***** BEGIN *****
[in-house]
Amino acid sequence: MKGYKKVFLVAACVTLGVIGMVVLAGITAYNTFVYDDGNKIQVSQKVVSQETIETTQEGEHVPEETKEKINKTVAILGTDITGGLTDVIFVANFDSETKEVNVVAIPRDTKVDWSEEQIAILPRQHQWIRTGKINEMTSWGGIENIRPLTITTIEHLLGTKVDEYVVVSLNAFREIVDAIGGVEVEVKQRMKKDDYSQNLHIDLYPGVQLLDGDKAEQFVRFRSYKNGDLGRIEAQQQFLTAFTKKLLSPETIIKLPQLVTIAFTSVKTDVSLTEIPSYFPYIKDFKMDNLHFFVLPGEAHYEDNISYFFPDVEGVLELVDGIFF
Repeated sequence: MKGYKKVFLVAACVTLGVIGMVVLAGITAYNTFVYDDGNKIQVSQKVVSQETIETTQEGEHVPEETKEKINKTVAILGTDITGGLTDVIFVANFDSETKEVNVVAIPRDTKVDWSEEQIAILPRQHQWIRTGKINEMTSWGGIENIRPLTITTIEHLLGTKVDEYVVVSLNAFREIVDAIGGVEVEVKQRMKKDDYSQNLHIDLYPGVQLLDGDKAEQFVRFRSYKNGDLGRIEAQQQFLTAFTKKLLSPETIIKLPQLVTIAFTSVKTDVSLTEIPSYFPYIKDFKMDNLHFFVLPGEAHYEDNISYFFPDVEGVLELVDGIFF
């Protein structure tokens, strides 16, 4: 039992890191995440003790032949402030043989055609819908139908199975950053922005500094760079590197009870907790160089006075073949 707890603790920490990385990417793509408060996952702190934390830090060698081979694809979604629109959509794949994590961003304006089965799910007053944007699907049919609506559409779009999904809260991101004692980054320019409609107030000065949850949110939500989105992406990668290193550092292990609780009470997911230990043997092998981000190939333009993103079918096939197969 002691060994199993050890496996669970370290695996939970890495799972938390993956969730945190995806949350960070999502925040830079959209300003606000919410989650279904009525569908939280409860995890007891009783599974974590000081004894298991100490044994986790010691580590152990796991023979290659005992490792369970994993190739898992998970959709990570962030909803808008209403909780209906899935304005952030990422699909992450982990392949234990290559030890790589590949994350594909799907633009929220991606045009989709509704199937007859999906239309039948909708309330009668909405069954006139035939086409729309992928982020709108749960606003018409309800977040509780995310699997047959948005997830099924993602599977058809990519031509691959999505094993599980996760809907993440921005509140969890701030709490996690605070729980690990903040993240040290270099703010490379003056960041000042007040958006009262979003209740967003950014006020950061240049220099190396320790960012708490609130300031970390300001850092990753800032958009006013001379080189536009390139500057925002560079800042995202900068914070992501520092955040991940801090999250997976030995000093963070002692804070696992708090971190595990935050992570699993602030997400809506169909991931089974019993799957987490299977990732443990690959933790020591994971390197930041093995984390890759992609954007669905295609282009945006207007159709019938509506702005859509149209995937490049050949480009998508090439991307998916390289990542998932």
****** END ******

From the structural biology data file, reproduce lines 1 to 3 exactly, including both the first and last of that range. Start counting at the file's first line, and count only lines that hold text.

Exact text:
[in-house]
Amino acid sequence: MKGYKKVFLVAACVTLGVIGMVVLAGITAYNTFVYDDGNKIQVSQKVVSQETIETTQEGEHVPEETKEKINKTVAILGTDITGGLTDVIFVANFDSETKEVNVVAIPRDTKVDWSEEQIAILPRQHQWIRTGKINEMTSWGGIENIRPLTITTIEHLLGTKVDEYVVVSLNAFREIVDAIGGVEVEVKQRMKKDDYSQNLHIDLYPGVQLLDGDKAEQFVRFRSYKNGDLGRIEAQQQFLTAFTKKLLSPETIIKLPQLVTIAFTSVKTDVSLTEIPSYFPYIKDFKMDNLHFFVLPGEAHYEDNISYFFPDVEGVLELVDGIFF
Repeated sequence: MKGYKKVFLVAACVTLGVIGMVVLAGITAYNTFVYDDGNKIQVSQKVVSQETIETTQEGEHVPEETKEKINKTVAILGTDITGGLTDVIFVANFDSETKEVNVVAIPRDTKVDWSEEQIAILPRQHQWIRTGKINEMTSWGGIENIRPLTITTIEHLLGTKVDEYVVVSLNAFREIVDAIGGVEVEVKQRMKKDDYSQNLHIDLYPGVQLLDGDKAEQFVRFRSYKNGDLGRIEAQQQFLTAFTKKLLSPETIIKLPQLVTIAFTSVKTDVSLTEIPSYFPYIKDFKMDNLHFFVLPGEAHYEDNISYFFPDVEGVLELVDGIFF